2. Thanks, Roger.

    By the way, if you (or any other readers) want to mention any other ETFs that you think should be added to the list (because, for example, they cover asset classes not covered above), please do! 🙂

  3. Nice to know my entire ETF portfolio can be found on this list! woohoo!

  4. Great list, Mike! Vanguard definitely has the low cost provider status.

    The only one I can think of to suggest is MBB, with government backed mortgages at 25bps.

  5. Nice post, Mike.

    Regarding ETFs, I use the following for myself and my clients:

    VTI – Domestic Total Market (in your list above)
    EFA – International Developed Markets
    IEF – Intermediate Term Treasuries

    Also, Morningstar recently updated their list of median mutual fund expenses. I thought perhaps you and your readers might want to check it out:

  6. Retirement Savior and Russ: Thanks for adding your ETF suggestions.

    Also, that’s great info from Morningstar. Thanks for sharing it. I find it interesting how the median cost data compares to dollar-weighted average cost data.

  7. I guess you consider VSS to be mid-cap despite Vanguard calling it small cap.

    My portfolio also includes the following asset classes:
    International value: EFV
    International small cap value: DLS
    International real estate: WPS

    Why you didn’t include these asset classes? Did you not find funds, or did you not feel they were important? My feeling is that US people have country bias, and if you include small cap, value, and real estate for domestic markets, then you should also do for foreign markets.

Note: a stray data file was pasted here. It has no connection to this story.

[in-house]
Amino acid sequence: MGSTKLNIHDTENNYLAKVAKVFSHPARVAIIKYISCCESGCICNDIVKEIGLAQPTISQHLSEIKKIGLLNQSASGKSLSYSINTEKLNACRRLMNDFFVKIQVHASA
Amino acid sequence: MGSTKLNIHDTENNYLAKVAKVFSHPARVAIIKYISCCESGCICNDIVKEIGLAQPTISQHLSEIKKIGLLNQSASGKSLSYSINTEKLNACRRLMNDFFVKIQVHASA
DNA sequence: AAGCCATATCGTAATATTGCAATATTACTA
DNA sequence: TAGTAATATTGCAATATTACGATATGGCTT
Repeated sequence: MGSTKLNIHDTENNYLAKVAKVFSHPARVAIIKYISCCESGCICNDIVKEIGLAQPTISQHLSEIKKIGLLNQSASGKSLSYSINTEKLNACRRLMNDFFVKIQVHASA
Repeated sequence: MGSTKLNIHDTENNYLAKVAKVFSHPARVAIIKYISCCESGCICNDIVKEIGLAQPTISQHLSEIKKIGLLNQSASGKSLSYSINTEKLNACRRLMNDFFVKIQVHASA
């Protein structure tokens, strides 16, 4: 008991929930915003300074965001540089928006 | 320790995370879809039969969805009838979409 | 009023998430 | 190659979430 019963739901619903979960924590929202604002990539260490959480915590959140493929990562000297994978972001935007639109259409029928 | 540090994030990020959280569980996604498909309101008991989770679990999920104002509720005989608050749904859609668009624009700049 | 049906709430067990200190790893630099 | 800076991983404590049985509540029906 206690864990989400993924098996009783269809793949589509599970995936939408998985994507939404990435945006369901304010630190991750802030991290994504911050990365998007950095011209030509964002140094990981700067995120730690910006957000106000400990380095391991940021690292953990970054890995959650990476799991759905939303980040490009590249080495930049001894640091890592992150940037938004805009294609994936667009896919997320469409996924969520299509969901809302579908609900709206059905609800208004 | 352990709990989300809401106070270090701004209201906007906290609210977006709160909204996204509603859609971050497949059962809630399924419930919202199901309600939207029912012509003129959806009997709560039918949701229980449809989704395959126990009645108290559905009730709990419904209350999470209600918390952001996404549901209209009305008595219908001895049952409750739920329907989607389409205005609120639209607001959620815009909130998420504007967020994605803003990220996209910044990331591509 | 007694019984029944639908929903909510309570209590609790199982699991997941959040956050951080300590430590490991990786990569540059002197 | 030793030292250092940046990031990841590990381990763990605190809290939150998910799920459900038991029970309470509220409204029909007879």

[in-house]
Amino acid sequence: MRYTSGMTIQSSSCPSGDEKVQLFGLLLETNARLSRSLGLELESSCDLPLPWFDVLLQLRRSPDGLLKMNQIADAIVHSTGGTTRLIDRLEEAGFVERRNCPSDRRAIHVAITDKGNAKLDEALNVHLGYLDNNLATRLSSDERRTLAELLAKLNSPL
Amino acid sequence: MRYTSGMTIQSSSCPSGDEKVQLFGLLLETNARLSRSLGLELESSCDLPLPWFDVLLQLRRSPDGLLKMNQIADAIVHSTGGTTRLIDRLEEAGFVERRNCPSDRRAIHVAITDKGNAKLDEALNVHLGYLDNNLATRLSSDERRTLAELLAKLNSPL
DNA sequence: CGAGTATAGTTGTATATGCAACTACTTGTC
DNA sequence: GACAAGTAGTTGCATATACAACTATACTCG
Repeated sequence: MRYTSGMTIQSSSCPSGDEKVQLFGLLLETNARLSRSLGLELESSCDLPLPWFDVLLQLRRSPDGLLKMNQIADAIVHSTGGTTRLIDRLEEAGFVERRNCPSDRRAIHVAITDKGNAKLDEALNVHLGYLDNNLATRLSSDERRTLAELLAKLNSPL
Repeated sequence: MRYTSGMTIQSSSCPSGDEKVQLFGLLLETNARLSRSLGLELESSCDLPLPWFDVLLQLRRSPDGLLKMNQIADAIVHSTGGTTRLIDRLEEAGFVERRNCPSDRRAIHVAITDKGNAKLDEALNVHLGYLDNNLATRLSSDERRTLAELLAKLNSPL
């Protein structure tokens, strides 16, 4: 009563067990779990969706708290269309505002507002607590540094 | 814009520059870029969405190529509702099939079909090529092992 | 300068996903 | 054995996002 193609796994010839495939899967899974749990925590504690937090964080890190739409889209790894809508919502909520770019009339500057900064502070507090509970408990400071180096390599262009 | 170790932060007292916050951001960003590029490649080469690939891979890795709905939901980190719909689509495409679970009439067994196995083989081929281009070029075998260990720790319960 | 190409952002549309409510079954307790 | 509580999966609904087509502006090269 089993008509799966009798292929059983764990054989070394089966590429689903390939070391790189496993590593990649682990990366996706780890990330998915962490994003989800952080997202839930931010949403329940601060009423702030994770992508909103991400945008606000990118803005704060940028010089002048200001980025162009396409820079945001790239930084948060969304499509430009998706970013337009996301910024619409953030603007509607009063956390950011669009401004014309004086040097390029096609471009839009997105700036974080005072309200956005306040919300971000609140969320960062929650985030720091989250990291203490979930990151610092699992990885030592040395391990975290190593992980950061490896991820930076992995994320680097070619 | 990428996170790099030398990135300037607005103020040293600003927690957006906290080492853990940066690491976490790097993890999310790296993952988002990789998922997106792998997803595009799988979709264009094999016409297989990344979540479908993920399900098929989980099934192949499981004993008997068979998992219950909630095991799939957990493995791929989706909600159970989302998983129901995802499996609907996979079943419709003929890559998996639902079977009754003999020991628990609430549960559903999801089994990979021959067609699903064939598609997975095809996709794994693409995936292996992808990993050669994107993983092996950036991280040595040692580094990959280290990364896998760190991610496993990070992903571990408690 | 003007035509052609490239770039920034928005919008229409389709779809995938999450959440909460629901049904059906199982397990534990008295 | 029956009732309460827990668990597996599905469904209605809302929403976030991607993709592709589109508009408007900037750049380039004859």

At 11 asset classes, I am probably on the high end of what most people are willing to manage, but with my monthly (free) ETF purchases I am rebalancing regularly and always buying the cheapest asset class at any given time.

  8. Steve: My reason for classifying VSS as mid-cap is simply that Morningstar classifies it that way.

    My reason for not including international value and international small-cap value was simply that I hadn’t found any with ERs that were particularly low. Thank you for providing your suggestions.

  9. Mike,

    It’s a great shopping list!

    I had an interesting thought for follow up: It should be possible to figure out which ETFs are different enough to be worth holding. Calculate their correlations coefficient – if the correlation coefficient is close to 1 then there isn’t a lot of point in holding both!

    -Rick Francis

  10. International bonds – BWX
    Int’l inflation-protected bonds – WIP

  11. For those who can’t afford the brokerage fees for ETFs, Schwab provides index funds with costs that come close to matching these ETFs.

  12. Nice lits of ETFs, Mike.

    Which ones do you recommend in tax-deferred and taxable account for each of the asset classes?